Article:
Getting needs met!
From: Gary Kent (
Date: Thu, 18 Apr 2002 15:25:04 -0600 (MDT)
From: Stacia Leech, Roberts Creek Cohousing, B.C. Canada.

Trina Rotskoff wrote:

<They are an opportunity to help the speaker get his or her needs met.
Even if an "outburst" is directed toward me, if I am listening for the needs
I don't hear an "attack."  I see a gift, an opportunity to connect with the
speaker and help them get their needs met.  When that need can be
brought out, it can be added to the list of needs that we intend the
solution to meet.>

I'm also finding this 'outbursts' thread interesting.  I wondering where
people see the issue of personal responsibility regarding getting ones needs
met and outbursts?

We had a discussion about the concept of 'helping people get their needs
met' at our last consensus training workshop.  At a point in the discussion
the facilitator brought us back to the intention of our cohousing group.
She asked:
"What does the group exist to do? What is the "intent" of the group?
We answered:
'To Create a neighbourhood. To work collaboratively on a set of shared
issues relating to housing.'
It became clear that we do not exist and it is not our intent to meet the
emotional needs of individual group members.

In my experience with groups, outbursts are often/usually in response to
some old, deep (unconscious) wounding or negative core belief that has been
triggered by something or someone in the group.  This is one of the reasons
why some therapy is done in groups, sooner or later someone's core issues
will be triggered and come bubbling up to the surface to be dealt with (or

And, in my experience when someone blurts out "I'm sick and tired of the way
you are always defending that *&^%$#"  they are expressing an emotional

The 'need' may be two or three years of depth psychotherapy!

I realise that this is a complex issue and that Non Violent Communication is
probably talking about meeting the persons need in the immediate moment. And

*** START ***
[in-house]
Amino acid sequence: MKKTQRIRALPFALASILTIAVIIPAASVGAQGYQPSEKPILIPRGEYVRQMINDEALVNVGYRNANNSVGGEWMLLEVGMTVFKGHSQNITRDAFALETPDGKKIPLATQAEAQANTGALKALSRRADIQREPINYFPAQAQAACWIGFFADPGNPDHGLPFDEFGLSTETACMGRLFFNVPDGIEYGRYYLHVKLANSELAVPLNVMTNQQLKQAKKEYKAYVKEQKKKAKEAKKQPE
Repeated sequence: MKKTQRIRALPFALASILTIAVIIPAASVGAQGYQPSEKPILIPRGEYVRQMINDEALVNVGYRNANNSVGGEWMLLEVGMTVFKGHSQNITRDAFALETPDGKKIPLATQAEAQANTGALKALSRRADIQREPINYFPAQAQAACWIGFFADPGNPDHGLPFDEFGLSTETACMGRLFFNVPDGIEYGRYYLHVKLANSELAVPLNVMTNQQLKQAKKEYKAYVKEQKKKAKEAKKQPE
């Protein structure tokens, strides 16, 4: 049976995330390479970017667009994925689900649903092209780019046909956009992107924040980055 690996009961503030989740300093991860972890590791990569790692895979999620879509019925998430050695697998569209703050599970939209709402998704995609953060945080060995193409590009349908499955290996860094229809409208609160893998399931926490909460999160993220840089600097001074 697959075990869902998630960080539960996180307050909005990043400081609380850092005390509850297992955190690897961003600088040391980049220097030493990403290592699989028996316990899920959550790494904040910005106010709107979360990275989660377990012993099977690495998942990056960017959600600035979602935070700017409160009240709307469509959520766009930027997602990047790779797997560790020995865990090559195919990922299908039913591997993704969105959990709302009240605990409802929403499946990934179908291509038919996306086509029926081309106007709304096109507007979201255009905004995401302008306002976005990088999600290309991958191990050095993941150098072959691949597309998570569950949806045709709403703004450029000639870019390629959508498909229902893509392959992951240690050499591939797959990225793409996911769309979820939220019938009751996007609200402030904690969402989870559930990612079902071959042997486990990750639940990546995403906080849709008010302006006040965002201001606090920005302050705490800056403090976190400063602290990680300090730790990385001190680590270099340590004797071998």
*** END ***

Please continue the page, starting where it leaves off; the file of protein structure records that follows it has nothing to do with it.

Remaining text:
that for our species to thrive and not just survive some shift is necessary.
Still I have some concern about the imbalance of care givers and care takers
and my belief is that the shift will have to include more personal
responsibility in all aspects of life including meeting our own emotional

Also in my experience the consensus process requires a fairly high level of
self awareness in order for it to be truly of benefit to the group, people
who would be willing to ask - what can I do for the group - not - what can
the group do for me?

We may believe that we are behaving in a way that benefits the group
when we have an outburst, ("the others just sit there and say nothing,
thank goodness I'm the one who always speaks out" kind of thinking).
However, as Rob says, Cohousing groups attract the occasional
dysfunctional person and if I thought that as a member of the group I would
be responsible for meeting that persons needs I'd be outta there tomorrow.

It's taken me many painful (sometimes joyful) hours (years) of hard work to
begin to look with honesty at my own issues and negative core beliefs.  I'm
hoping that we can all at least pause for thought before we 'outburst'.

Stacia Leech
Roberts Creek Cohousing, British Columbia.

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